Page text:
CINCINNATI -- The region's largest health systems are teaming to tackle the opioid crisis in ways that local leaders hope will make it easier for more residents to begin treatment.
Emergency rooms across Greater Cincinnati and Northern Kentucky have been inundated in recent years with a spike in patients who have overdosed on potent opioids. Nearly 70 area residents are overdosing each week, local first responders have said.
How to better care for those patients once they arrive in a local emergency room and connect them with treatment options has been a key discussion among the local health and community leaders.
"We know there are gaps between someone being admitted to an emergency department and connecting them with treatment. Too many times people are just leaving the ED," said Hamilton County Commissioner Denise Driehaus. She leads the Hamilton County Heroin Coalition and has championed the call for a regional approach for residents battling addiction that's focused on healthcare solutions. "It takes the entire system to be on board to really make an impact."
The new collective strategy will go far beyond the emergency department, said Sara Bolton, the program's lead director at The Health Collaborative. The nonprofit is spearheading the new effort, which includes participation from Mercy Health, TriHealth, St. Elizabeth, The Christ Hospital Network, UC Health and Cincinnati Children's Medical Center.
Under the program, consistent protocols will be put in place when a patient arrives showing signs of addiction or drug abuse at each the health system's emergency departments and in their respective primary care doctor's offices. The effort also calls on each of the systems to share best practices and get the training needed to help more local residents better battle addiction.
"It is this kind of work that will lay the foundation for the answers that will eliminate this crisis," said Richard Lofgren, president and CEO of UC Health. "We are in this together -- our neighbors and our communities are counting on us."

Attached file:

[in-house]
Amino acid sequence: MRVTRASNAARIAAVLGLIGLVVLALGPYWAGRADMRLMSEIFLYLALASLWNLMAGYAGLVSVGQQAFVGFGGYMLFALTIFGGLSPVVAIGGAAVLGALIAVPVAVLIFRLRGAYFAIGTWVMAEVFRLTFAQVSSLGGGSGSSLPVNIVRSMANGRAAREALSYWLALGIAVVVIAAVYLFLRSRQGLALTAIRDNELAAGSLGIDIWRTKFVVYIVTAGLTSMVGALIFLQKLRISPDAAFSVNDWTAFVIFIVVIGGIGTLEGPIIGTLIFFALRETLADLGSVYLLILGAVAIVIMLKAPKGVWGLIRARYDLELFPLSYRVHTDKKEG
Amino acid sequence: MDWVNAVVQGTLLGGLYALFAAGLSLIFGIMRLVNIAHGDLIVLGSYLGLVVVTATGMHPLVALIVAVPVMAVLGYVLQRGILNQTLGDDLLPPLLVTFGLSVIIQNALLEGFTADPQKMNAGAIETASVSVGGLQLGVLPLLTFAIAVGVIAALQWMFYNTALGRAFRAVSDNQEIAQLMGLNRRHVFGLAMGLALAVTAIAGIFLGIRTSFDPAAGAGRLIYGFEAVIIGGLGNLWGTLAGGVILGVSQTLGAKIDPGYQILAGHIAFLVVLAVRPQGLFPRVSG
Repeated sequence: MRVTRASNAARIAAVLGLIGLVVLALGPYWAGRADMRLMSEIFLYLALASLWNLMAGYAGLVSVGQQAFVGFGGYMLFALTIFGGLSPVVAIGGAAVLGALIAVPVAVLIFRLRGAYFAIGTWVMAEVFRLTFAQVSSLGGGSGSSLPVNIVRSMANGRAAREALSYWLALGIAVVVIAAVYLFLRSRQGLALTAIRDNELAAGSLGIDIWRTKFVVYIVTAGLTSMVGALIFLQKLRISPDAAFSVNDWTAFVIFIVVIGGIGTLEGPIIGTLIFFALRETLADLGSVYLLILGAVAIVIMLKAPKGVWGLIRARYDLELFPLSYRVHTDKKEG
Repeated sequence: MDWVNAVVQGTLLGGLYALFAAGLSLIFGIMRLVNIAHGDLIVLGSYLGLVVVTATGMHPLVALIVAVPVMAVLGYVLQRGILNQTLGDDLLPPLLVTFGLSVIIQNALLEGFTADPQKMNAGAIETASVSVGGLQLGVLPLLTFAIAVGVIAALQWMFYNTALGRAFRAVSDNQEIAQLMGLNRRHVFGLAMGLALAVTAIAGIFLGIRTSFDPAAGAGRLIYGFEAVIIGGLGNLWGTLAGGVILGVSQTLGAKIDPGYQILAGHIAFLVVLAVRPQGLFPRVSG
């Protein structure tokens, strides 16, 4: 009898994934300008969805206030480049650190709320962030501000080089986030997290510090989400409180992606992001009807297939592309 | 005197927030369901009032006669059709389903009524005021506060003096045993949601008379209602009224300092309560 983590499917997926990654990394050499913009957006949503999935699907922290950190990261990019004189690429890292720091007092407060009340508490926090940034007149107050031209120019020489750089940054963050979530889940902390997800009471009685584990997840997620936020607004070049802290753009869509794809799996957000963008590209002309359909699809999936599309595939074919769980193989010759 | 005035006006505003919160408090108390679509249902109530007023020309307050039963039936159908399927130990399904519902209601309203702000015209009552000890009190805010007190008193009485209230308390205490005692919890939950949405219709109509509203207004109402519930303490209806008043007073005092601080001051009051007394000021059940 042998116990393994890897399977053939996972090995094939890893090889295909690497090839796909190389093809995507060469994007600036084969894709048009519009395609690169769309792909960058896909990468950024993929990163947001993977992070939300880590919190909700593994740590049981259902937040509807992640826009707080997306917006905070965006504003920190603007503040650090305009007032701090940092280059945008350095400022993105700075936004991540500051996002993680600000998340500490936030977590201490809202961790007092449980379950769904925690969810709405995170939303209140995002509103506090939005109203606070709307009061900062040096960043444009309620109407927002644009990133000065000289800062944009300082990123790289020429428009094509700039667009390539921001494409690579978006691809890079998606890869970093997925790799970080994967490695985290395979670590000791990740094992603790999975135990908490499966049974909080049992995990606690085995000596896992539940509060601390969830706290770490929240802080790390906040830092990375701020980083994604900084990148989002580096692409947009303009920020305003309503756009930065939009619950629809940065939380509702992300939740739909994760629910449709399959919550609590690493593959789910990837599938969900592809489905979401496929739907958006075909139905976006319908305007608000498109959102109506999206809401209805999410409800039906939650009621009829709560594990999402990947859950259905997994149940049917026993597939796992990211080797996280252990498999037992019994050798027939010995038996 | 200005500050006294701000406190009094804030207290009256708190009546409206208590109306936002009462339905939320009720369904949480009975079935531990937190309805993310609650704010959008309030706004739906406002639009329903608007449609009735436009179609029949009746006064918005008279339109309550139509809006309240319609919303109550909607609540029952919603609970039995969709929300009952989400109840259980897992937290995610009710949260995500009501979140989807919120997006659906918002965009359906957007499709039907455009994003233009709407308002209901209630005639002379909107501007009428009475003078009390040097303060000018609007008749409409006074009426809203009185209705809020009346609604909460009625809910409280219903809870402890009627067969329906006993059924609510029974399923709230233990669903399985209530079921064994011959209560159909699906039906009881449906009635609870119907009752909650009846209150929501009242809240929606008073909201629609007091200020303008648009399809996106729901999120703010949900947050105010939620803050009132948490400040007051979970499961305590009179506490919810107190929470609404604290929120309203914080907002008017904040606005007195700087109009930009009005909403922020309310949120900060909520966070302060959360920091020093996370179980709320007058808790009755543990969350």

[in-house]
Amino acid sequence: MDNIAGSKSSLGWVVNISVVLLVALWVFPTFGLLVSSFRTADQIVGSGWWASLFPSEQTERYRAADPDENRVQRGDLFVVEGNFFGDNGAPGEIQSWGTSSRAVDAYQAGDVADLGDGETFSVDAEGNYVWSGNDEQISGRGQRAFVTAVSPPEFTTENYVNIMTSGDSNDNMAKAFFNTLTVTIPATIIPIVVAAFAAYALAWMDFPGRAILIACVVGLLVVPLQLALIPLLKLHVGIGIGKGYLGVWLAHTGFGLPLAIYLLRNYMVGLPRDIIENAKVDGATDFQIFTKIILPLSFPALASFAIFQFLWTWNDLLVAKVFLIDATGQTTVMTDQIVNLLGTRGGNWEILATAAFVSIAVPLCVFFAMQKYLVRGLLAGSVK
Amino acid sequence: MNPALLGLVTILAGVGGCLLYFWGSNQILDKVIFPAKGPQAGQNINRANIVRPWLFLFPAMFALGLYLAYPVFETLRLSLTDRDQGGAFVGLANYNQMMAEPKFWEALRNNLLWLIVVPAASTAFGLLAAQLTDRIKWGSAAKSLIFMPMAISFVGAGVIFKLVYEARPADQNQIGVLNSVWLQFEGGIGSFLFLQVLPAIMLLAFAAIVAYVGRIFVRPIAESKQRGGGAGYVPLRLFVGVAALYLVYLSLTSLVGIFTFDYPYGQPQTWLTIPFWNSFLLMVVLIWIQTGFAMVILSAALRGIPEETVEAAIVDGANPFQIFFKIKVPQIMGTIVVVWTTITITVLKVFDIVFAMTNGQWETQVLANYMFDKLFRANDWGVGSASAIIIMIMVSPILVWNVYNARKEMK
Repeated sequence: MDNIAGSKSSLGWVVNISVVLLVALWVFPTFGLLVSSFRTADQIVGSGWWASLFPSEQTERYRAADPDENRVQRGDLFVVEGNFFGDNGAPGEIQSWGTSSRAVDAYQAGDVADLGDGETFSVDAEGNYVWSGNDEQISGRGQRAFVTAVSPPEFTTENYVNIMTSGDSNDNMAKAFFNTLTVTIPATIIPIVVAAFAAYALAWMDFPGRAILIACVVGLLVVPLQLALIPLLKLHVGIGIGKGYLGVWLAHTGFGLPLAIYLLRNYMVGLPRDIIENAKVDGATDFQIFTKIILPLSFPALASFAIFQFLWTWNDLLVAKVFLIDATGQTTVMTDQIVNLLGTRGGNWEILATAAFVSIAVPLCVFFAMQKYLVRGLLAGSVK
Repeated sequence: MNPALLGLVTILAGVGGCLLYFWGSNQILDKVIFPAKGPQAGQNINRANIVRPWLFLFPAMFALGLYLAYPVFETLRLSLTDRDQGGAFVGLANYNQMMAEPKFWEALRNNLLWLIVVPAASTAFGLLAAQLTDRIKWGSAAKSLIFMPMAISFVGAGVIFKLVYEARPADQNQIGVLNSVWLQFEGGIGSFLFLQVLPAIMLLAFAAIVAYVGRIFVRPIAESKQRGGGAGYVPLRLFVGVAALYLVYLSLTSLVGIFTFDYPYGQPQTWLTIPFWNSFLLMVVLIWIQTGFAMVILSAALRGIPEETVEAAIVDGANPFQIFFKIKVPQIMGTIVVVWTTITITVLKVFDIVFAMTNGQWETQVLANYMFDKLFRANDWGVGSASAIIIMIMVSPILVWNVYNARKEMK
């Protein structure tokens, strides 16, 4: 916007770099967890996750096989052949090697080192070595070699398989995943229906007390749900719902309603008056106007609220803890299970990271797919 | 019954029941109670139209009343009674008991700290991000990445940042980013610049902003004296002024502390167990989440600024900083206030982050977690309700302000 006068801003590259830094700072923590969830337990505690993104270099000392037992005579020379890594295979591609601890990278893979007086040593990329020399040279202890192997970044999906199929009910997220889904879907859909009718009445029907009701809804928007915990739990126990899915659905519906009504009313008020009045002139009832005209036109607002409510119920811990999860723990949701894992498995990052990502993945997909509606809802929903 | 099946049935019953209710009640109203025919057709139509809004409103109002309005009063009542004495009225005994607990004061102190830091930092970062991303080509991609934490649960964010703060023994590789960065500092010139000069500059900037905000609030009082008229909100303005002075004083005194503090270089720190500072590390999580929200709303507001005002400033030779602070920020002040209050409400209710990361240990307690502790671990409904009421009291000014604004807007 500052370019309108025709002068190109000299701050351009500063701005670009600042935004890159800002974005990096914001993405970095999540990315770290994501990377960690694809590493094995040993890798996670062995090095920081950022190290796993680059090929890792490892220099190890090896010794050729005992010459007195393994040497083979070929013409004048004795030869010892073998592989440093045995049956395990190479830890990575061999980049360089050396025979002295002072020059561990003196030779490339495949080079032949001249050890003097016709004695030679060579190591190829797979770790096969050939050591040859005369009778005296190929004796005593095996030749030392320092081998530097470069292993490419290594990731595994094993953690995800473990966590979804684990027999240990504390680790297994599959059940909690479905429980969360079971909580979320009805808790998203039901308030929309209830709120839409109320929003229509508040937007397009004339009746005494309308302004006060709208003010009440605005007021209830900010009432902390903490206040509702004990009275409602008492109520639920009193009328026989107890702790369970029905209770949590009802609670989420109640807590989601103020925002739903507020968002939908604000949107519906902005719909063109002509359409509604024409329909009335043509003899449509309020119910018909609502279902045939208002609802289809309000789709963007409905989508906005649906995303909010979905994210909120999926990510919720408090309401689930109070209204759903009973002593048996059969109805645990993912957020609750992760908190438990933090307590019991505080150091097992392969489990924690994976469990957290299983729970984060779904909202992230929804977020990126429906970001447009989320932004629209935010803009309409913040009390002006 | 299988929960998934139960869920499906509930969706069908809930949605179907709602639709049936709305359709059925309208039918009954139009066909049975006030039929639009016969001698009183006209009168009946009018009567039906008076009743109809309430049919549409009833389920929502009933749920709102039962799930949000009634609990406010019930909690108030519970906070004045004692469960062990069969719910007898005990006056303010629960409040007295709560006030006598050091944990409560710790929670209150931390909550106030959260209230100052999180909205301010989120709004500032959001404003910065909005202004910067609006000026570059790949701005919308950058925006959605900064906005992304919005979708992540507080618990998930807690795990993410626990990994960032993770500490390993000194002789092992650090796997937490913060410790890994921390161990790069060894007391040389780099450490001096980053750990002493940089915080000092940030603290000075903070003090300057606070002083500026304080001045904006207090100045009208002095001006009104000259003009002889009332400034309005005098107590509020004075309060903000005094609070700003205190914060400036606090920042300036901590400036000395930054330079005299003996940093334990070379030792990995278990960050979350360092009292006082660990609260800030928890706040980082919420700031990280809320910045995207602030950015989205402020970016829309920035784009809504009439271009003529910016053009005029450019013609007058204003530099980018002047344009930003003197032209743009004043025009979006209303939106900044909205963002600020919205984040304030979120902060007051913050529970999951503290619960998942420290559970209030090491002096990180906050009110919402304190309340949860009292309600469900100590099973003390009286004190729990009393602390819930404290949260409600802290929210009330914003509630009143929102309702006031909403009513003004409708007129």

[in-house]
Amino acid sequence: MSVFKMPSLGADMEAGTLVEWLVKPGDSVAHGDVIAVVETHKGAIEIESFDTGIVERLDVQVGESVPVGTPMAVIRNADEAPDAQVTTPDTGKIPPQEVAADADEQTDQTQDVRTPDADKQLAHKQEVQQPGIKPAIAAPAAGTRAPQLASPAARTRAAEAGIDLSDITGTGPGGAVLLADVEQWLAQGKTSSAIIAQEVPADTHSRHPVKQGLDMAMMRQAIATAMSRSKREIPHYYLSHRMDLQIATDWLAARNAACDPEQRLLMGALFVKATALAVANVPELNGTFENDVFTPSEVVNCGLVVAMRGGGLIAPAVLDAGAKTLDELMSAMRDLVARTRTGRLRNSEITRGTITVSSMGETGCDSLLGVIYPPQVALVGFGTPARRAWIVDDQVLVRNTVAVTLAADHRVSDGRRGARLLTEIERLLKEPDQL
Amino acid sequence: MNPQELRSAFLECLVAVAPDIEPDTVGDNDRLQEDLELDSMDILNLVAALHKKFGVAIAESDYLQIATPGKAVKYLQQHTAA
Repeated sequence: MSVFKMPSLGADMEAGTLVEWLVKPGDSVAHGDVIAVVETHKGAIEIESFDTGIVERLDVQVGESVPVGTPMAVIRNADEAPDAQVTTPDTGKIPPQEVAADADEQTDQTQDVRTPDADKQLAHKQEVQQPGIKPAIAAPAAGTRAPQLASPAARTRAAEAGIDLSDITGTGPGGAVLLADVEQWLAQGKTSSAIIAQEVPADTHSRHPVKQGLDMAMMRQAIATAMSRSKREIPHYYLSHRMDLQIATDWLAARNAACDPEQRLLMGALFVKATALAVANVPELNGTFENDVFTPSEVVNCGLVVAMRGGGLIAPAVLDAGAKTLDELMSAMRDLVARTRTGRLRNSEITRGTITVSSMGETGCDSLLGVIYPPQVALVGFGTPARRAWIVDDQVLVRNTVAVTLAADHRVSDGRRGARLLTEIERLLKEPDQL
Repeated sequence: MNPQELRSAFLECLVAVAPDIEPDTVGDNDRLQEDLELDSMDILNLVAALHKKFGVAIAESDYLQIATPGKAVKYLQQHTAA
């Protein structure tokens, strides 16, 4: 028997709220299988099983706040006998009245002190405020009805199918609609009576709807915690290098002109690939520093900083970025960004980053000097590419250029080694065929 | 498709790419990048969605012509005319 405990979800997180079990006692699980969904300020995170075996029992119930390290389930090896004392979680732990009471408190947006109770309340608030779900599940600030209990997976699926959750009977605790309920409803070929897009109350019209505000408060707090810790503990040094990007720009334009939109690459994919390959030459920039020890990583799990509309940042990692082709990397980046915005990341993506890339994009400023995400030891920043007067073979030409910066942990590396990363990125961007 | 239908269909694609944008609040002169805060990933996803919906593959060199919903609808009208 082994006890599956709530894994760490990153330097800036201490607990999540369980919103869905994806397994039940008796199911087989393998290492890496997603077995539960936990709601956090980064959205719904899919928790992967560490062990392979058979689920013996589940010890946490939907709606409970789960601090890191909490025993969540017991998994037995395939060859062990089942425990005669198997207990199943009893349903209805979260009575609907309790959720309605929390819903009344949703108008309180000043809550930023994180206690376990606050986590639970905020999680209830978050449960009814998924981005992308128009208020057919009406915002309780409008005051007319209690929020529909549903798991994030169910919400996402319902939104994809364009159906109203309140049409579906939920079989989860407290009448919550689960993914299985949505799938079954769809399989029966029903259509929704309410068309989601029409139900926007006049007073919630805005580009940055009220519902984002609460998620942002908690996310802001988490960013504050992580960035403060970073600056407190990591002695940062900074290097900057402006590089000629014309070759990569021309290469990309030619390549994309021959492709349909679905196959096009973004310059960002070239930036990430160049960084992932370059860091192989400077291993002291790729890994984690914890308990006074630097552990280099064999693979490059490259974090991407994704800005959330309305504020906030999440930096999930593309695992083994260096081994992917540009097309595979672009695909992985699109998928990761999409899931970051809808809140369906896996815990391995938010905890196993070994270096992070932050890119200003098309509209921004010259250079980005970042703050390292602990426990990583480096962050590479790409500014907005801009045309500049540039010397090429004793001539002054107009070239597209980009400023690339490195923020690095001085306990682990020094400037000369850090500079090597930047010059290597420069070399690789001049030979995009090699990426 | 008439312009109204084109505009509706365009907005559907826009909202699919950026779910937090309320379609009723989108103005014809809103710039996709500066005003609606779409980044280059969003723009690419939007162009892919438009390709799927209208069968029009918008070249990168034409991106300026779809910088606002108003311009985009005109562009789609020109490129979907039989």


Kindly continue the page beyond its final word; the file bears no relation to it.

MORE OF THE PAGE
More specifically, the program focuses on four key areas:
Implementing an emergency department treatment protocol developed by the Hamilton County Heroin Coalition: This means that patients who arrive to an emergency department in a Cincinnati-area hospital will receive the same standard of care.
Expanding SBIRT (Screening, Brief Intervention, & Referral to Treatment) training and screenings: This standardized screening process will allow providers to more consistently and proactively identify patients struggling with substance use disorder. The goal is to enable healthcare providers to refer patients to treatment sooner and prevent them from spiraling further out of control.
Primary care education & training on prescribing patterns: Research has recently been published supporting more conservative use of prescription pain pills. Through the Comprehensive Primary Care Plus program facilitated through The Health Collaborative, primary care physicians across Ohio and in Northern Kentucky are receiving information and education on alternative pain treatment and best practices when prescribing pain pills to patients.
Increasing Medically Assisted Treatment: For providers to be able to prescribe Suboxone or other treatment options, they must attend training and become certified. Federal funding has been dedicated through the 21st Century Cures Act in part to help increase the number of providers able offer this option to their patients. The Greater Cincinnati region is working with the Ohio Department of Mental Health & Addiction Services and American Society of Addiction Medicine to host regional trainings for providers.
The Health Collaborative says it's focused for now on helping each of the six participating health care systems implement the new strategies.
"The efforts are all in varying stages at each of the health care systems, and some are a little further along than others," she said.
Longer term, the Health Collaborative hopes to roll out the same strategies to more rural hospitals and health care systems.
"The key for much of this work is to shift the way we think about substance abuse disorders as a community," Bolton said. "The more we know about addiction, the better we are at understanding this very much like other chronic conditions -- like diabetes or high blood pressure -- that patients need help managing."